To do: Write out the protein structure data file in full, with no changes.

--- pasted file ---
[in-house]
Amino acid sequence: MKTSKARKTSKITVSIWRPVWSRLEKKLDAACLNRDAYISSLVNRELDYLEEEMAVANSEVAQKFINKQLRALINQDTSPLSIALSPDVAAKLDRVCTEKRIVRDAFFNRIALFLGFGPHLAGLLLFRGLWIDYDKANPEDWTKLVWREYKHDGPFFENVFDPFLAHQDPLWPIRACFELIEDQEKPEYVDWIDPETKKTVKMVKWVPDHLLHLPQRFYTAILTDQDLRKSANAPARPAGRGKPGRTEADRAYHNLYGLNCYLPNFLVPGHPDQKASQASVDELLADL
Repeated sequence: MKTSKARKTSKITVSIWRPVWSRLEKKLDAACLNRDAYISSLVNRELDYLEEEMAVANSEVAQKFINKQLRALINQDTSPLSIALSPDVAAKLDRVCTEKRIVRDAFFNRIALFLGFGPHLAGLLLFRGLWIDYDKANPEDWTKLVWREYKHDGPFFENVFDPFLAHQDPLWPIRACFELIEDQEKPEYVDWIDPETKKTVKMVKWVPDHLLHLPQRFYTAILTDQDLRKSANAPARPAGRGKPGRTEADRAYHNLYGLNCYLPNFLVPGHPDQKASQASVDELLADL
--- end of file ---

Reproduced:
[in-house]
Amino acid sequence: MKTSKARKTSKITVSIWRPVWSRLEKKLDAACLNRDAYISSLVNRELDYLEEEMAVANSEVAQKFINKQLRALINQDTSPLSIALSPDVAAKLDRVCTEKRIVRDAFFNRIALFLGFGPHLAGLLLFRGLWIDYDKANPEDWTKLVWREYKHDGPFFENVFDPFLAHQDPLWPIRACFELIEDQEKPEYVDWIDPETKKTVKMVKWVPDHLLHLPQRFYTAILTDQDLRKSANAPARPAGRGKPGRTEADRAYHNLYGLNCYLPNFLVPGHPDQKASQASVDELLADL
Repeated sequence: MKTSKARKTSKITVSIWRPVWSRLEKKLDAACLNRDAYISSLVNRELDYLEEEMAVANSEVAQKFINKQLRALINQDTSPLSIALSPDVAAKLDRVCTEKRIVRDAFFNRIALFLGFGPHLAGLLLFRGLWIDYDKANPEDWTKLVWREYKHDGPFFENVFDPFLAHQDPLWPIRACFELIEDQEKPEYVDWIDPETKKTVKMVKWVPDHLLHLPQRFYTAILTDQDLRKSANAPARPAGRGKPGRTEADRAYHNLYGLNCYLPNFLVPGHPDQKASQASVDELLADL